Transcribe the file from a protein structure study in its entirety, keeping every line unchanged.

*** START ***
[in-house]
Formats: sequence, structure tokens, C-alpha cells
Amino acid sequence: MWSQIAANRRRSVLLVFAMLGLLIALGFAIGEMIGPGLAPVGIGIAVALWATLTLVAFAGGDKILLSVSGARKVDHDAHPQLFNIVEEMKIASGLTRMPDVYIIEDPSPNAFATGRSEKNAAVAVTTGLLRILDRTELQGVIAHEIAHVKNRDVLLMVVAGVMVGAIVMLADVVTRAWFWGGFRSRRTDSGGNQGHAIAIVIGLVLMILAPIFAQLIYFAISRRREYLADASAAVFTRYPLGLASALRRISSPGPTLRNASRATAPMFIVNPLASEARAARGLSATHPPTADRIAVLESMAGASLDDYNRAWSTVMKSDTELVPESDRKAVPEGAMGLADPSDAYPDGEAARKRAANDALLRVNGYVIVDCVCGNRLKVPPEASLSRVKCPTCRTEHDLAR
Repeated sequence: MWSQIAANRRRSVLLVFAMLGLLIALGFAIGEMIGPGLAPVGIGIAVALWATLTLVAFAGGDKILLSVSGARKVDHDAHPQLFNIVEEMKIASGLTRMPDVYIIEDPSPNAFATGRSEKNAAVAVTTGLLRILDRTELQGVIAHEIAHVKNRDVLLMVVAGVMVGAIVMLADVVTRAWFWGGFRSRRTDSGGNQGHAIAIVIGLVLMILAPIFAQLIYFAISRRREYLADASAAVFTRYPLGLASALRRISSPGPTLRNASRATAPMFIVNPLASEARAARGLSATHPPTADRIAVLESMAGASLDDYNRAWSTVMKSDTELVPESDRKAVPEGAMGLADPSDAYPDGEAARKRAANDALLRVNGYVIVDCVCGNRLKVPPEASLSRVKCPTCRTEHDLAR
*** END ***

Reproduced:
[in-house]
Formats: sequence, structure tokens, C-alpha cells
Amino acid sequence: MWSQIAANRRRSVLLVFAMLGLLIALGFAIGEMIGPGLAPVGIGIAVALWATLTLVAFAGGDKILLSVSGARKVDHDAHPQLFNIVEEMKIASGLTRMPDVYIIEDPSPNAFATGRSEKNAAVAVTTGLLRILDRTELQGVIAHEIAHVKNRDVLLMVVAGVMVGAIVMLADVVTRAWFWGGFRSRRTDSGGNQGHAIAIVIGLVLMILAPIFAQLIYFAISRRREYLADASAAVFTRYPLGLASALRRISSPGPTLRNASRATAPMFIVNPLASEARAARGLSATHPPTADRIAVLESMAGASLDDYNRAWSTVMKSDTELVPESDRKAVPEGAMGLADPSDAYPDGEAARKRAANDALLRVNGYVIVDCVCGNRLKVPPEASLSRVKCPTCRTEHDLAR
Repeated sequence: MWSQIAANRRRSVLLVFAMLGLLIALGFAIGEMIGPGLAPVGIGIAVALWATLTLVAFAGGDKILLSVSGARKVDHDAHPQLFNIVEEMKIASGLTRMPDVYIIEDPSPNAFATGRSEKNAAVAVTTGLLRILDRTELQGVIAHEIAHVKNRDVLLMVVAGVMVGAIVMLADVVTRAWFWGGFRSRRTDSGGNQGHAIAIVIGLVLMILAPIFAQLIYFAISRRREYLADASAAVFTRYPLGLASALRRISSPGPTLRNASRATAPMFIVNPLASEARAARGLSATHPPTADRIAVLESMAGASLDDYNRAWSTVMKSDTELVPESDRKAVPEGAMGLADPSDAYPDGEAARKRAANDALLRVNGYVIVDCVCGNRLKVPPEASLSRVKCPTCRTEHDLAR